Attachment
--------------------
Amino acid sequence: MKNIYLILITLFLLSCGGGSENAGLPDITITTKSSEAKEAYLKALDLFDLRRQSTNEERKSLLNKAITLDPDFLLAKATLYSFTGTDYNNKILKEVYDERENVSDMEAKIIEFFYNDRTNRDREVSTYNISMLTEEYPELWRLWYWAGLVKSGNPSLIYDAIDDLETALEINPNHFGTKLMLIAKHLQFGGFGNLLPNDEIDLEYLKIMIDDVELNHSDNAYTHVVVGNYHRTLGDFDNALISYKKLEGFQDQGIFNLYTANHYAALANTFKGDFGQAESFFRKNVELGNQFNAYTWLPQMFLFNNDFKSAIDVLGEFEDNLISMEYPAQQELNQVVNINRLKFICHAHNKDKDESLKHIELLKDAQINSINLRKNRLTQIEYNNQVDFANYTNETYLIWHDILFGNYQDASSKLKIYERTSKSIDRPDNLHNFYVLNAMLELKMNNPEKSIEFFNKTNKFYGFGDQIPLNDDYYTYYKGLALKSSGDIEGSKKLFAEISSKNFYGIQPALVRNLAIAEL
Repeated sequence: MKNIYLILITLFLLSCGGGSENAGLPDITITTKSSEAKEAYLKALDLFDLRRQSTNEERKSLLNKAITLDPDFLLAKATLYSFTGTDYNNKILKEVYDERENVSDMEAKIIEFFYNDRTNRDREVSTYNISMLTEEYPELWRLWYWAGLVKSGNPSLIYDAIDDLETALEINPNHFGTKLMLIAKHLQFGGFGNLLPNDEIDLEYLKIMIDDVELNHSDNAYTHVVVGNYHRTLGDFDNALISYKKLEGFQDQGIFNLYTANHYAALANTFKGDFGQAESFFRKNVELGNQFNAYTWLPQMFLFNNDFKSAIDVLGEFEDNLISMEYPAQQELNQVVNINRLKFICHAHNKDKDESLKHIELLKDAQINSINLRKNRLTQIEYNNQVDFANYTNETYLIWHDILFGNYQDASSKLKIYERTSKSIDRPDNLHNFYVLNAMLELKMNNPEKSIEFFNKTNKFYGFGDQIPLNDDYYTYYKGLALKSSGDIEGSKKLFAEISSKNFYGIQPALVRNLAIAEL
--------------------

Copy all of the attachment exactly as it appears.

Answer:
Amino acid sequence: MKNIYLILITLFLLSCGGGSENAGLPDITITTKSSEAKEAYLKALDLFDLRRQSTNEERKSLLNKAITLDPDFLLAKATLYSFTGTDYNNKILKEVYDERENVSDMEAKIIEFFYNDRTNRDREVSTYNISMLTEEYPELWRLWYWAGLVKSGNPSLIYDAIDDLETALEINPNHFGTKLMLIAKHLQFGGFGNLLPNDEIDLEYLKIMIDDVELNHSDNAYTHVVVGNYHRTLGDFDNALISYKKLEGFQDQGIFNLYTANHYAALANTFKGDFGQAESFFRKNVELGNQFNAYTWLPQMFLFNNDFKSAIDVLGEFEDNLISMEYPAQQELNQVVNINRLKFICHAHNKDKDESLKHIELLKDAQINSINLRKNRLTQIEYNNQVDFANYTNETYLIWHDILFGNYQDASSKLKIYERTSKSIDRPDNLHNFYVLNAMLELKMNNPEKSIEFFNKTNKFYGFGDQIPLNDDYYTYYKGLALKSSGDIEGSKKLFAEISSKNFYGIQPALVRNLAIAEL
Repeated sequence: MKNIYLILITLFLLSCGGGSENAGLPDITITTKSSEAKEAYLKALDLFDLRRQSTNEERKSLLNKAITLDPDFLLAKATLYSFTGTDYNNKILKEVYDERENVSDMEAKIIEFFYNDRTNRDREVSTYNISMLTEEYPELWRLWYWAGLVKSGNPSLIYDAIDDLETALEINPNHFGTKLMLIAKHLQFGGFGNLLPNDEIDLEYLKIMIDDVELNHSDNAYTHVVVGNYHRTLGDFDNALISYKKLEGFQDQGIFNLYTANHYAALANTFKGDFGQAESFFRKNVELGNQFNAYTWLPQMFLFNNDFKSAIDVLGEFEDNLISMEYPAQQELNQVVNINRLKFICHAHNKDKDESLKHIELLKDAQINSINLRKNRLTQIEYNNQVDFANYTNETYLIWHDILFGNYQDASSKLKIYERTSKSIDRPDNLHNFYVLNAMLELKMNNPEKSIEFFNKTNKFYGFGDQIPLNDDYYTYYKGLALKSSGDIEGSKKLFAEISSKNFYGIQPALVRNLAIAEL